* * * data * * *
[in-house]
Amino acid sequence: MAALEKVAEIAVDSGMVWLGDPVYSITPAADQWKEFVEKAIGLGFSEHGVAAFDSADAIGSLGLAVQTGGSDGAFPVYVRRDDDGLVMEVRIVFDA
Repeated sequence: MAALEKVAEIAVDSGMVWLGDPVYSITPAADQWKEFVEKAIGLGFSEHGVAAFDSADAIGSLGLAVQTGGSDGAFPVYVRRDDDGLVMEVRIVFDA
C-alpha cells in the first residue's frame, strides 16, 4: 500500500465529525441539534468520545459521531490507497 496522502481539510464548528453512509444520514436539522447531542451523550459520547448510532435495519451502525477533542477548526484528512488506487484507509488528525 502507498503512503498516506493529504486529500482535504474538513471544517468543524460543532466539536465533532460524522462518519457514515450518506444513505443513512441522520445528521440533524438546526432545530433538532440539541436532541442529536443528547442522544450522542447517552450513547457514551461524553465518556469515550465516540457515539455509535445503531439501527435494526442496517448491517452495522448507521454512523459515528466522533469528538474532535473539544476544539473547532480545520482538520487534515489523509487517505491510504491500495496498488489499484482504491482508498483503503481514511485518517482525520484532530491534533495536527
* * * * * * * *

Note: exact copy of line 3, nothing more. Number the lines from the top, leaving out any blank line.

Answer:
Repeated sequence: MAALEKVAEIAVDSGMVWLGDPVYSITPAADQWKEFVEKAIGLGFSEHGVAAFDSADAIGSLGLAVQTGGSDGAFPVYVRRDDDGLVMEVRIVFDA